Figure 3 shows an example of the actuator 10 connected to a flow valve 20, in this example a gate valve. This gate valve has a moveable gate 21 with an orifice 22 which may be moved back and forth by the stem 18 to be either in line with a perpendicular flow conduit (not shown) allowing the passage of fluid through the flow valve 20 or alternatively to block the flow of fluid. In this example the flow valve 20 has a stem seal 23 to allow movement of the stem 18 but prevent hydraulic fluid leaking from the actuator 10. The stem seal 23 is also provided to prevent fluid passing through the flow valve 20, such as from a well bore for example, from entering the actuator mechanism. The actuator of this example has been provided with a resilient member 24, in this example a spring, to provide a failsafe closed feature.

The hydraulic locking mechanism 12 of the example of Figure 3 includes two locking valves 13, such as solenoid check valves, to provide double redundancy. The one or more locking valves 13 may be provided attached to or on a housing of the actuator 10 or the associated flow valve 20 or any other associated component such as a blowout-preventer, tree system or manifold for example. In this example the by-pass conduit 14 includes a damper 25. The damper 25 may be a restrictor or orifice through which the hydraulic fluid is arranged to flow. Under sufficiently high velocity, such as if the actuator 10 is closed under the force of the spring 24, a significant fluid pressure drop will take place, with a corresponding high level of flow induced shear. This high shear flow will consequently raise the temperature of the actuator fluid. Using the damper 25, much of the spring energy is dissipated into heat, in addition to closing the valve, reducing any impact which might otherwise damage the actuator 10 or any component in the load path of the impact. During normal operation, with the electric motor 16 controlling the movement of the piston 11, the hydraulic fluid will pass through the damper 25 at a reduced velocity, with much less flow induced shear and less energy dissipation providing smooth movement of the stem 18. The by-pass conduit 14 of the example of Figure 3 also includes a compensator 26 to account for rising stem effects produced by volume changes due to the movement of the stem 18. The electric motor 16 of the example of Figure 3 has an associated rotary - linear converter 27 to convert rotary motion produced by the electric motor 16 into linear motion to move the piston 11. The rotary- linear converter 27 may for example be a ball screw or helical spline with back-drive functionality. The electric motor 16 may be provided with a gear set for appropriate movement of a stem 18. An electrical penetration 28 is shown in this example for the control line 17, such as an electrical wire, to control the operation of the electrical motor 16.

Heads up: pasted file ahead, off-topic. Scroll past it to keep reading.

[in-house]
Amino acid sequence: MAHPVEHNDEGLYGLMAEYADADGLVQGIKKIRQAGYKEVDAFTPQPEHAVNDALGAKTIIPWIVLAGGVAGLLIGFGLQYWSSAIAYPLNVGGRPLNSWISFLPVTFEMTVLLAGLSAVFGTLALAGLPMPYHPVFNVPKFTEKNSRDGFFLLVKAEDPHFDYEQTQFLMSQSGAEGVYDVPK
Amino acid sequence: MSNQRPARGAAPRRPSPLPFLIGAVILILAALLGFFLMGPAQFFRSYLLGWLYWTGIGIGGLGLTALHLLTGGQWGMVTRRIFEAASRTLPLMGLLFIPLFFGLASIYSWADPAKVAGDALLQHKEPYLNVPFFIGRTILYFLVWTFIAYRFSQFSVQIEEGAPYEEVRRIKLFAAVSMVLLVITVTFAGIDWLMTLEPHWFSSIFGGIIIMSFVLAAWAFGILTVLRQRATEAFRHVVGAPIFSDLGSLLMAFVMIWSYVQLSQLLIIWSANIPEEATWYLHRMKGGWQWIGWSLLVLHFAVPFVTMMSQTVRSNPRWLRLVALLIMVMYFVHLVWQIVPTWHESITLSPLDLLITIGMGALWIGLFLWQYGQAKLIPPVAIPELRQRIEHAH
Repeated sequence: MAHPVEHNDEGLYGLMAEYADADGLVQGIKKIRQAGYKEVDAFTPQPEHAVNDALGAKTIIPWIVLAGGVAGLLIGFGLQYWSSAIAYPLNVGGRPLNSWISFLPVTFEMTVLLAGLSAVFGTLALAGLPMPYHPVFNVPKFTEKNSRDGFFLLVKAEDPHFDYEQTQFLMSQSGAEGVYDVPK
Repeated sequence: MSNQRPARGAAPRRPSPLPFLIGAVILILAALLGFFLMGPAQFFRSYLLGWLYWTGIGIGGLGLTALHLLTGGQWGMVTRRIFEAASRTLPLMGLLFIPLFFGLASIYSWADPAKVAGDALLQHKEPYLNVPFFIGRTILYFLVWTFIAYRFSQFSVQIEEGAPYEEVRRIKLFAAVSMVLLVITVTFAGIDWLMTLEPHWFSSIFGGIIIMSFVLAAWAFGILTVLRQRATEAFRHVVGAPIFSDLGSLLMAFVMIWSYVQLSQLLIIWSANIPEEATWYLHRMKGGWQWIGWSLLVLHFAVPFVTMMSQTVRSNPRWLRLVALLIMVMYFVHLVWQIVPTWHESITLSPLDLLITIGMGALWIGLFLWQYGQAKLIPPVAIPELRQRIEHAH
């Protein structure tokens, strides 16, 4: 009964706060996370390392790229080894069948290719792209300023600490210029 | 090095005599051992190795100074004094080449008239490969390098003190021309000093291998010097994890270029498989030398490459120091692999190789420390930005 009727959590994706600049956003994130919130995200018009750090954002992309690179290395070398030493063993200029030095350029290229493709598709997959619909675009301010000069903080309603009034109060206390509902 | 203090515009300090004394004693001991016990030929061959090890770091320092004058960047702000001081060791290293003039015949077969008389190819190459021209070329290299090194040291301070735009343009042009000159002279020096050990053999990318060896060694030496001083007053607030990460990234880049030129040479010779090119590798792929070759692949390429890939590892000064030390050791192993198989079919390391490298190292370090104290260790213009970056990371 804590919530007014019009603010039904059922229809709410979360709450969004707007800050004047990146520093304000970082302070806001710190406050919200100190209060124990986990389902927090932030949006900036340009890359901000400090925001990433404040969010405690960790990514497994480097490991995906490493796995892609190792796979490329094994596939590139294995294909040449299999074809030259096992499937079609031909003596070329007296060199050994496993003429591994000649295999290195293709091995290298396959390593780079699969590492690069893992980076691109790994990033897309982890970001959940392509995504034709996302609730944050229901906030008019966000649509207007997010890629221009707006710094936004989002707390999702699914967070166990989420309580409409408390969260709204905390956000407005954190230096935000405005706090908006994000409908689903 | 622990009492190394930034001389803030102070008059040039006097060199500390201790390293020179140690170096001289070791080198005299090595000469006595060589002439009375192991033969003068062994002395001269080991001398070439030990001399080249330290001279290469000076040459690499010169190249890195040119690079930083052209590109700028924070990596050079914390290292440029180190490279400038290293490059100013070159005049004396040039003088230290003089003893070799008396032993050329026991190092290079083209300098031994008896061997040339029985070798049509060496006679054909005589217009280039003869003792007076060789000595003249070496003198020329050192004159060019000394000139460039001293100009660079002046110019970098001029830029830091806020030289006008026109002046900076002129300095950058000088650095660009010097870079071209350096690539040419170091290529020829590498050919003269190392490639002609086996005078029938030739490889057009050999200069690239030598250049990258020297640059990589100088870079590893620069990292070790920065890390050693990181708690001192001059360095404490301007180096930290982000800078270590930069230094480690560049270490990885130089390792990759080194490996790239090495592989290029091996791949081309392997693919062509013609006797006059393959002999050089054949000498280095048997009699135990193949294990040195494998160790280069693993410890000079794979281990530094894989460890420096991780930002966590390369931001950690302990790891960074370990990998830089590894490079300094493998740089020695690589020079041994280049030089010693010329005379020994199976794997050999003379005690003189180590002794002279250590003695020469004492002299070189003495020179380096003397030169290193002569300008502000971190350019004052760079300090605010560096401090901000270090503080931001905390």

The outer edge of the piston 11 engages the inside surface of the housing 15 providing a seal. In the example of Figure 3 the seal is enhanced by the provision of an O-ring 29 around the circumference of the piston 11. Of course if a piston 11 with a non- circular cross-section is used an appropriately shaped seal 29 may be provided.

If required, the actuator 10 could periodically have the hydraulic fluid levels topped- up. If used in underwater applications, the hydraulic fluid could be topped-up with a remote-operated-vehicle (ROV) using a hot stab for example which could engage an isolation valve (not shown) connected to the by-pass conduit 14 or housing 15. Figure 4 shows an example of the actuator 10 in combination with a flow valve 20 in a similar arrangement to that shown in Figure 3 except that instead of a rotary electric motor 16 and associated rotary - linear converter 27, the example of Figure 4 has an electric linear motor 30. Figure 5 shows an example of the actuator 10 in which the hydraulic locking mechanism 12 is provided inside the actuator housing 15 instead of externally as in the previous examples. In this example of the hydraulic locking mechanism 12, the locking valve 13 comprises a mechanical poppet valve associated with the piton 11 and stem 17 as shown in greater detail in the enlargement of the hydraulic locking mechanism 12 in the Figure. The volumes on each side of the piston 1 1 are connected by conduits 40 on a first side of the piston 11, the poppet valve 41 and a port 42 on the other side of the piston 11. Any suitable type of valve 13 may be used, but in the example of the poppet valve 41 shown in the enlargement of Figure 5 there is provided a poppet seal interface 43, a left spring 44, a right spring 45, a sliding spring interface 46 and an actuator interface 47. In this example the left spring 44 unseats the poppet and the right spring closes the poppet. The poppet valve 41 allows the piston 11 to move during the valve open stroke.

When the electric motor 16 provides full motor load, the poppet spring load will be such that the poppet valve 41 will open permitting the flow of hydraulic fluid from one side of the piston 11 to the other and enabling the piston 11 to move. Conversely, with no or a light electric motor load, the poppet valve 41 will remain closed preventing the flow of hydraulic fluid from one side of the piston 11 to the other and locking the piston 11 in place.